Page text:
Oral Answer by Mr Lim Swee Say, Minister for Manpower, to Parliamentary Question on Professional Conversion Programme
Notice Paper No. 521 Of 2017 For The Sitting On Or After 7 February 2017
Question No. 953 For Oral Answer
MP: Mr Zaqy Mohamad
To ask the Minister for Manpower (a) what is the Ministry's assessment on the take-up of the Professional Conversion Programme; (b) what are the challenges in matching and retraining vulnerable professionals amidst increasing retrenchment; (c) what are the take-up rates by workers from different race groups; and (d) whether the Programme has challenges reaching out to specific groups.
- The Professional Conversion Programme (or PCP) was launched in 2007 to help local PMETs acquire new skills to take on new careers.
- With economic restructuring and slowing local workforce growth, the risk of mismatches between jobseekers and jobs created in the labour market has increased. To overcome this challenge, we expanded the scope of PCPs under Adapt and Grow last year to allow for conversion to different jobs within the same sector, or to different jobs within the same company for sectors with high risks of redundancy. With the expanded scope, we also increased the coverage of PCPs to most sectors – with 50 PCPs at the end of 2016 compared to 22 at the start of the year. We also stepped up salary support for mature or long-term unemployed PMETs who participate in a PCP in 2014.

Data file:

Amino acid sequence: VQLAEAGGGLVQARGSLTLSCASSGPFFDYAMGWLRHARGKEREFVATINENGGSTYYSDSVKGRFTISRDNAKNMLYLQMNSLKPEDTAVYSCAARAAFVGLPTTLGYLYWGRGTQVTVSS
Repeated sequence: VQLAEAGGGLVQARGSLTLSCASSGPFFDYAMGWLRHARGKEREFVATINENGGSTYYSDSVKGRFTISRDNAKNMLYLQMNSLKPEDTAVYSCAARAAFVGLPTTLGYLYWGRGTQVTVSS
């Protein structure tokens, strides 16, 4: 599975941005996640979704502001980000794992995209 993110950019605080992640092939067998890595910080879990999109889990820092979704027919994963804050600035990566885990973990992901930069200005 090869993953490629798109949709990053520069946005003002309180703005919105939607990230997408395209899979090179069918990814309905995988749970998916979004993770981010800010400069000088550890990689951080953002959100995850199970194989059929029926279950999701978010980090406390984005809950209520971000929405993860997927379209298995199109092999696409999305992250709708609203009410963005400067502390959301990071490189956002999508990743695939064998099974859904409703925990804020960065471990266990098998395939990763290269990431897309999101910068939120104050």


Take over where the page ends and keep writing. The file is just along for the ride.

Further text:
- The result of these changes has been encouraging, with more than 1,300 PMETs securing conversions through PCPs in 2016, which is 20% more than in 2015. Data on take-up by race is not available.
- There remains much to do to support the manpower and skills needs of employers, and to help locals who may not have the relevant skills and experience to seize new job opportunities being created. MOM and WSG will continue to look at ways to strengthen our support for jobseekers under Adapt and Grow, including through PCPs.